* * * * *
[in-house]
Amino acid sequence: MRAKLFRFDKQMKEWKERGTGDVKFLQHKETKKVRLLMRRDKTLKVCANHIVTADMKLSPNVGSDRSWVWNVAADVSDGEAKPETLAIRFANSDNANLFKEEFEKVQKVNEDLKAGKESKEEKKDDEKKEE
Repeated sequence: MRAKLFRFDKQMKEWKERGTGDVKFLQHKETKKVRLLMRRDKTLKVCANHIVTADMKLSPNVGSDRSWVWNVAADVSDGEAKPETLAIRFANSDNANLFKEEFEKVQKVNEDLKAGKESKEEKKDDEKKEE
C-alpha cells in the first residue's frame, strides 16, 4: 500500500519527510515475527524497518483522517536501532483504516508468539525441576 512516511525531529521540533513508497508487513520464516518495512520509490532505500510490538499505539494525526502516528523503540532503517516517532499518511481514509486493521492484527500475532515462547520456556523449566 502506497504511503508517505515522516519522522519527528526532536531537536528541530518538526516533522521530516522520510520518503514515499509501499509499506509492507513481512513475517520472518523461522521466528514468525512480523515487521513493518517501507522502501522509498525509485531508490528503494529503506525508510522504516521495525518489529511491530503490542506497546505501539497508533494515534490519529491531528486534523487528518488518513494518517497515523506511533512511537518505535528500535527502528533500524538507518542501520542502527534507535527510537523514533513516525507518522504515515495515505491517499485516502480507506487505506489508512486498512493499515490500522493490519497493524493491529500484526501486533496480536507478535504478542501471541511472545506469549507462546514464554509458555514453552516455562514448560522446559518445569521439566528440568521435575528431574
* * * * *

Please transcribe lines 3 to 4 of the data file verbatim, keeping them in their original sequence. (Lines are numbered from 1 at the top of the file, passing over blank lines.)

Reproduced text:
Repeated sequence: MRAKLFRFDKQMKEWKERGTGDVKFLQHKETKKVRLLMRRDKTLKVCANHIVTADMKLSPNVGSDRSWVWNVAADVSDGEAKPETLAIRFANSDNANLFKEEFEKVQKVNEDLKAGKESKEEKKDDEKKEE
C-alpha cells in the first residue's frame, strides 16, 4: 500500500519527510515475527524497518483522517536501532483504516508468539525441576 512516511525531529521540533513508497508487513520464516518495512520509490532505500510490538499505539494525526502516528523503540532503517516517532499518511481514509486493521492484527500475532515462547520456556523449566 502506497504511503508517505515522516519522522519527528526532536531537536528541530518538526516533522521530516522520510520518503514515499509501499509499506509492507513481512513475517520472518523461522521466528514468525512480523515487521513493518517501507522502501522509498525509485531508490528503494529503506525508510522504516521495525518489529511491530503490542506497546505501539497508533494515534490519529491531528486534523487528518488518513494518517497515523506511533512511537518505535528500535527502528533500524538507518542501520542502527534507535527510537523514533513516525507518522504515515495515505491517499485516502480507506487505506489508512486498512493499515490500522493490519497493524493491529500484526501486533496480536507478535504478542501471541511472545506469549507462546514464554509458555514453552516455562514448560522446559518445569521439566528440568521435575528431574